Economists' Outlook

Housing stats and analysis from NAR's research experts.

CoreLogic Price Data, Construction Spending, ISM Index

In each Economic Update, the Research staff analyzes recently released economic indicators and addresses what these indicators mean for REALTORS® and their clients. Today’s update discusses CoreLogic price data, construction spending,  and the ISM Index.

  • Encouraging housing data out today from CoreLogic, which showed home prices rising by 3.8 percent from one year ago. This upward movement in median and average home price is consistent with many other home price metrics including Case-Shiller, NAR's median price, and the government’s FHFA price index.
  • The rising prices are one reason for exceptional loan performance on recently originated mortgages. Simply put, those people who bought homes in the past 3 years are one of best generations in terms of loan performance. The much higher credit scores of the borrowers are also a factor. But at the margin there appears to be room for further lending to increase bank profits. The question then is why are the banks so stringent with loans while sitting on piles of cash deposits?
  • Separately, total construction spending (the value of newly completed homes and buildings) rose by 9 percent.  Private residential construction was the big gainer with a 19 percent jump, while private commercial construction notched up 11 percent. Office construction is on the mend, but the latest rise is tiny in relation to the very deep cuts of the past few years. Public construction declined as state and local governments are trying to balance their budgets.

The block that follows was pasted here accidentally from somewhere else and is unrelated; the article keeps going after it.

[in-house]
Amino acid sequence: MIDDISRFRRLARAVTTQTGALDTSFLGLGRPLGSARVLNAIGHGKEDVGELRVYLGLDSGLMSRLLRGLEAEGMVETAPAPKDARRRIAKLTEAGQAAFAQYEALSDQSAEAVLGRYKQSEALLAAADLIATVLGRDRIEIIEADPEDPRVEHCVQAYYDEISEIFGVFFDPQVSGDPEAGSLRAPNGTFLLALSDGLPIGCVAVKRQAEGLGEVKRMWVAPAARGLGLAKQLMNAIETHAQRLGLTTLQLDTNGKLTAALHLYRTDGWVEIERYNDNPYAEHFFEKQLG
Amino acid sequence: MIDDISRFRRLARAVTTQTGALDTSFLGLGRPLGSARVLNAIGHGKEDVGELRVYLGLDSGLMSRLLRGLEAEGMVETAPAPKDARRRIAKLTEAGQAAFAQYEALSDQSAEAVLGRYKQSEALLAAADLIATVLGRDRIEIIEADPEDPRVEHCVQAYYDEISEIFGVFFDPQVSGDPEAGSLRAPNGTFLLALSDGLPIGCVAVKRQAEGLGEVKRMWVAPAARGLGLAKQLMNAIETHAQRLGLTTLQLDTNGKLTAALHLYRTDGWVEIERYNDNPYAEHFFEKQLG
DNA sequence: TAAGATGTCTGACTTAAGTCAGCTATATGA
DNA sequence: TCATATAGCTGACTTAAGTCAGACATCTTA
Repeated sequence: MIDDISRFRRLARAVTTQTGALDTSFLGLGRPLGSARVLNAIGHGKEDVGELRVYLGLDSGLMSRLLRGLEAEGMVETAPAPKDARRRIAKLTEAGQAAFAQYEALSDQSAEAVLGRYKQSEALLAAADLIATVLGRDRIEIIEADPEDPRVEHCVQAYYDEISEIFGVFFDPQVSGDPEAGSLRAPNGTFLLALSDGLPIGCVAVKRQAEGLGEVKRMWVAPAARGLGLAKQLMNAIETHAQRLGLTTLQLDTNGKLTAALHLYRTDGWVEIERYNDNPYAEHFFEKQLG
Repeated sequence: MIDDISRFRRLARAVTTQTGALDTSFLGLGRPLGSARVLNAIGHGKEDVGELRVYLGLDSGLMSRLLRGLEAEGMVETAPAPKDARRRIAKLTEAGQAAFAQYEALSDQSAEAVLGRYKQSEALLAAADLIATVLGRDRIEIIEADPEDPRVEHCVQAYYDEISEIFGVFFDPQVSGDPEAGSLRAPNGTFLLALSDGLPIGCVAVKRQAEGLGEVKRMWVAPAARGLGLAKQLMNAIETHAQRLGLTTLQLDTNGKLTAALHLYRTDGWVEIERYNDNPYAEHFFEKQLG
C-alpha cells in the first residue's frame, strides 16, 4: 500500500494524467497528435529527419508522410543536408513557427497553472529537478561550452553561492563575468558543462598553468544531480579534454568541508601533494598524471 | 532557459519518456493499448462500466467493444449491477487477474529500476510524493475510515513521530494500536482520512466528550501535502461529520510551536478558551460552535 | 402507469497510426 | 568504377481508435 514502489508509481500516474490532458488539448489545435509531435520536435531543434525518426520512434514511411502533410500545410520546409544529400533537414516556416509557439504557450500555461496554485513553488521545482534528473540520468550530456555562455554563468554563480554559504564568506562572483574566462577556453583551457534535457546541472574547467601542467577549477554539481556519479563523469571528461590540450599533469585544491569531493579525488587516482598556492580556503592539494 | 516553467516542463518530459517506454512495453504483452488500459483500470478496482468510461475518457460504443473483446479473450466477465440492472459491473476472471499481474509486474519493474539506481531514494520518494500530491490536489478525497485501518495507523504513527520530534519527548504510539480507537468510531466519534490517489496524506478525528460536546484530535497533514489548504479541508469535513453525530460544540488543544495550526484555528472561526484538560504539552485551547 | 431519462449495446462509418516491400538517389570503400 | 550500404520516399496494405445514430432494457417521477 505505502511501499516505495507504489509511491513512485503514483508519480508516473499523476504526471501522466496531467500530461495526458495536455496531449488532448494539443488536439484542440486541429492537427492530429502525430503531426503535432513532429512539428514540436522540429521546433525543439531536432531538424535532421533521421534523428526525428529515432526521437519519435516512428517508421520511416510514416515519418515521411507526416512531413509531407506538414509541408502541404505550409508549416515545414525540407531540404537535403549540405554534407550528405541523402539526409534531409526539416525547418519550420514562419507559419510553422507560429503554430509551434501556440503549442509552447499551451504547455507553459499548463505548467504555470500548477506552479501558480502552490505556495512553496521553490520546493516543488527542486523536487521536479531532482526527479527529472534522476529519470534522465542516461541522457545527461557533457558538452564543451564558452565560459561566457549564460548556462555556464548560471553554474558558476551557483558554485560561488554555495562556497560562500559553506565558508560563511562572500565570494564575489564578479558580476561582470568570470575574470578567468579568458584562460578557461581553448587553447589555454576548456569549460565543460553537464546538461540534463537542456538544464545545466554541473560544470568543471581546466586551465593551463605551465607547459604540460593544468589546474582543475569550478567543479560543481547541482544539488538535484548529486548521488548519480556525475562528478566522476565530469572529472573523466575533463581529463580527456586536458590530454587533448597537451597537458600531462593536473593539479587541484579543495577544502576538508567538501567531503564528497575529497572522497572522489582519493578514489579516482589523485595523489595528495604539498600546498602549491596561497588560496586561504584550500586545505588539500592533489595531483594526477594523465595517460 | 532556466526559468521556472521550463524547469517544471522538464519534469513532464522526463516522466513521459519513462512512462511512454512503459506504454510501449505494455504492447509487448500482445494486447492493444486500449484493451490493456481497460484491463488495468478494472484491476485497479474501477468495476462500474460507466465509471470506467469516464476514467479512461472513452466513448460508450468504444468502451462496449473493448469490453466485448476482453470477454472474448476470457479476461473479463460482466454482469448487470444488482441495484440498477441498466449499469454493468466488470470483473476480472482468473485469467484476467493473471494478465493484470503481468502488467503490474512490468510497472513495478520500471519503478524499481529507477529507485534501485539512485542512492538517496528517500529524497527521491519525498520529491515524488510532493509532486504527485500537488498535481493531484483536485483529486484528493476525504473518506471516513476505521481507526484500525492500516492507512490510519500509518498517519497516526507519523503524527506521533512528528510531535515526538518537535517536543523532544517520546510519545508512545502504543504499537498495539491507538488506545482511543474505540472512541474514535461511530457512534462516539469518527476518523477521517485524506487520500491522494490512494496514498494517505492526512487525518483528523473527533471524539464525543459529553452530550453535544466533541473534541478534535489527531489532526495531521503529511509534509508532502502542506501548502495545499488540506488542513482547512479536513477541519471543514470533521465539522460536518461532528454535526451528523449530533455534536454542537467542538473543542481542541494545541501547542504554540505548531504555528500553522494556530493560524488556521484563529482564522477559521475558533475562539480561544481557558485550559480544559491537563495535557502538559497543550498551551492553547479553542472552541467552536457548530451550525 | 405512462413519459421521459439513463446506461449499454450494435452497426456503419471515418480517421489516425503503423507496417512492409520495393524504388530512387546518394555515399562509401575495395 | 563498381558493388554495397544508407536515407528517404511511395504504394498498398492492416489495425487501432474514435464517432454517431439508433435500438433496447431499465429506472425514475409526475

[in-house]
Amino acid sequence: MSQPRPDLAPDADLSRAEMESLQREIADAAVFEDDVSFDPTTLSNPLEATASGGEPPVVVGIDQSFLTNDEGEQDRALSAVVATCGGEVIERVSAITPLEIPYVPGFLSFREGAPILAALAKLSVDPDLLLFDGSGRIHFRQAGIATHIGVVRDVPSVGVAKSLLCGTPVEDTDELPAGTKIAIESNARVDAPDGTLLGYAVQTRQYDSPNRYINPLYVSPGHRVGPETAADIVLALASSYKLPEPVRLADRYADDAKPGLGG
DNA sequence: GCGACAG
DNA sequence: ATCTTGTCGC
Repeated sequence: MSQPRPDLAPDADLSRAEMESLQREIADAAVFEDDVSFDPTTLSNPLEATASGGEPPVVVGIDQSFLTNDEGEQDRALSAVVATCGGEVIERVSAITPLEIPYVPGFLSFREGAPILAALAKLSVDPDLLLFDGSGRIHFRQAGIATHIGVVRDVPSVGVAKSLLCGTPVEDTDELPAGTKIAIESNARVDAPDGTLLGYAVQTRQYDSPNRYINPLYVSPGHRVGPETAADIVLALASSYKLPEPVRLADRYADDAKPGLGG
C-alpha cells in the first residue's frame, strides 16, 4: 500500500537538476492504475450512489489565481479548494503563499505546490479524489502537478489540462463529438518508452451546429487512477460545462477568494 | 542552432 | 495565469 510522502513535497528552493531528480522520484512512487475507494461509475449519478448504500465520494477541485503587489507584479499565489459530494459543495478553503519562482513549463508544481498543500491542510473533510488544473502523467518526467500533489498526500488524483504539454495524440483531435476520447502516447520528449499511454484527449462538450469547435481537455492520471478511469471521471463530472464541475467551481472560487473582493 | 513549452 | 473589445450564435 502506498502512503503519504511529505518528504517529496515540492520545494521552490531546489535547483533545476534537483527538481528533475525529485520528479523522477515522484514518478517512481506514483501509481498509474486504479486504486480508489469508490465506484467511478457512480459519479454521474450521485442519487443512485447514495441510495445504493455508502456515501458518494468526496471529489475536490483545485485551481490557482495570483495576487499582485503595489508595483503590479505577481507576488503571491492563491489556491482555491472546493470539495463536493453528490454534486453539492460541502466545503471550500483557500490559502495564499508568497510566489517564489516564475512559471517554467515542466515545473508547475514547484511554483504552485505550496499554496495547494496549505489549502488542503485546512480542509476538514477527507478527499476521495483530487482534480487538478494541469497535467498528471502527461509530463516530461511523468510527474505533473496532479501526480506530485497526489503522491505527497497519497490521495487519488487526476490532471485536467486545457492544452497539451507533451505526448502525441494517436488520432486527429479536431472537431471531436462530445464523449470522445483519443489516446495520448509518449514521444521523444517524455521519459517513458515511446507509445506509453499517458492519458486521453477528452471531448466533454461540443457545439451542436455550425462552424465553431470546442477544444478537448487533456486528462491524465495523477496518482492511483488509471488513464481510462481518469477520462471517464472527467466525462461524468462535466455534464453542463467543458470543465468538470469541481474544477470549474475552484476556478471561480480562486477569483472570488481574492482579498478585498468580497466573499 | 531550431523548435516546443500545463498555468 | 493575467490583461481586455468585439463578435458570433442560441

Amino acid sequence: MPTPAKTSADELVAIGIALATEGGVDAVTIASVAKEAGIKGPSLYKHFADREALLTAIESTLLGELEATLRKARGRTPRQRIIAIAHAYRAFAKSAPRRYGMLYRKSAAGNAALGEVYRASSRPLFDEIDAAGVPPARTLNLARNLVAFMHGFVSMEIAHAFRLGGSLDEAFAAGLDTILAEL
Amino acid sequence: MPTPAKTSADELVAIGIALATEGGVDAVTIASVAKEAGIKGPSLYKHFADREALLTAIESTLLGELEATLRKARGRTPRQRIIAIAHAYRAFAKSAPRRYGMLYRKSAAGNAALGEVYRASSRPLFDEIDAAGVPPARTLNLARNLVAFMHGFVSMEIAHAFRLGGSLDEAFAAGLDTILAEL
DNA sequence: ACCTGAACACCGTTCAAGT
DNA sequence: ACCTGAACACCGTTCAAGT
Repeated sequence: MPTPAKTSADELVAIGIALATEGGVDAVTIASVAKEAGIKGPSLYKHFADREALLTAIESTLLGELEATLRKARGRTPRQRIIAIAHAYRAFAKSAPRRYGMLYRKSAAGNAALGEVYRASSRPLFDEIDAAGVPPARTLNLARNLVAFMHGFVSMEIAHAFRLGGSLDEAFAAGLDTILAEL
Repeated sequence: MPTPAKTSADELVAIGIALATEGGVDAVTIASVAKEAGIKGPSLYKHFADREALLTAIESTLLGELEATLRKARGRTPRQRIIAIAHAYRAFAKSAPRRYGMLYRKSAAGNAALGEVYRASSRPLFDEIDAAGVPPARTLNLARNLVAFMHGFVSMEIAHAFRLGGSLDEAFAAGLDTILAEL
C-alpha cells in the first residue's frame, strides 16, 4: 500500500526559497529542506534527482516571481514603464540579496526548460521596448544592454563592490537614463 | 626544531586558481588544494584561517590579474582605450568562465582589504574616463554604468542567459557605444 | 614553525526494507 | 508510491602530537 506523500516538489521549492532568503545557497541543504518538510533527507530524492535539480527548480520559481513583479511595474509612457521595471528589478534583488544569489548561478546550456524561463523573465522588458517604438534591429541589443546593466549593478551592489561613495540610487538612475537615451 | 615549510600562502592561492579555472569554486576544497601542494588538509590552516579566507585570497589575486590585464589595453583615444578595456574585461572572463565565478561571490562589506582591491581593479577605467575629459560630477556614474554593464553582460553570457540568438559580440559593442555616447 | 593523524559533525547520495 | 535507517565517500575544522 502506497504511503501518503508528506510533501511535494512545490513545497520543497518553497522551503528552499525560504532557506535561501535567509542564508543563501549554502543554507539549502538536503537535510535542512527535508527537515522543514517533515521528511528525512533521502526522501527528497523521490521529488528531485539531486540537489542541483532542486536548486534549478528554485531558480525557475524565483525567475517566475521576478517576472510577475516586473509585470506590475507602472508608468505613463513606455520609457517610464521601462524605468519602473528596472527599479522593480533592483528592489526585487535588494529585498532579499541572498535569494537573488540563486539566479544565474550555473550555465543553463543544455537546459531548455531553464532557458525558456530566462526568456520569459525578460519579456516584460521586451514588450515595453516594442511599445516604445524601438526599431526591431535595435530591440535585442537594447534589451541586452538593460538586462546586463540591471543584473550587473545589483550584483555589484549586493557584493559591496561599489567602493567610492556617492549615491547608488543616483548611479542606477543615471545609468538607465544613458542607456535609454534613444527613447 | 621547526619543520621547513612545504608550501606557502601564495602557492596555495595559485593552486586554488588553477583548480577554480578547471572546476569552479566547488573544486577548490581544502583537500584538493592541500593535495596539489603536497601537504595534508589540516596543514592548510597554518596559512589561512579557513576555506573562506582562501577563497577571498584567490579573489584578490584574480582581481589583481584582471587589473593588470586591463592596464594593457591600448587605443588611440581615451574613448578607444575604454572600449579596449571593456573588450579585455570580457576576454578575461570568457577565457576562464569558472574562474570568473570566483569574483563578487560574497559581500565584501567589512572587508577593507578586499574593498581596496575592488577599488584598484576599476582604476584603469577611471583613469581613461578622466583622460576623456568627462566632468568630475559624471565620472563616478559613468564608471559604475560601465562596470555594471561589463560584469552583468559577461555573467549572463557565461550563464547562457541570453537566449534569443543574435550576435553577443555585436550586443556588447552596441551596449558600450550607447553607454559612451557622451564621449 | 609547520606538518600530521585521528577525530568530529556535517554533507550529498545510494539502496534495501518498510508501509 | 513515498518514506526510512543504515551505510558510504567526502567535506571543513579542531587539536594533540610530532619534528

• Finally, the Federal Reserve is more likely than not to announce sometime this month to buying mortgage-backed securities in the hopes of lowering interest rates. That’s because the manufacturing sector index (ISM) was uninspiring, at below 50 for the third straight month. Therefore the Fed will try to pump more money into the economy. But the impact will be barely noticeable. It is no longer interest rates that matter, but rather underwriting and credit score requirements that are holding back a potentially much more powerful housing market recovery and subsequent economic recovery. Homebuyers are already happy to get mortgage rates at 3.7%, but would not care all that much if rates fell to 3.5%. In fact there are many potential homebuyers who would be happy to get a mortgage at 4.5% or even 5%. Unfortunately, these sidelined homebuyers who may have a credit score of 720 have been turned away. The current Fannie- and Freddie-backed mortgages have an average credit score of 760, historic highs.

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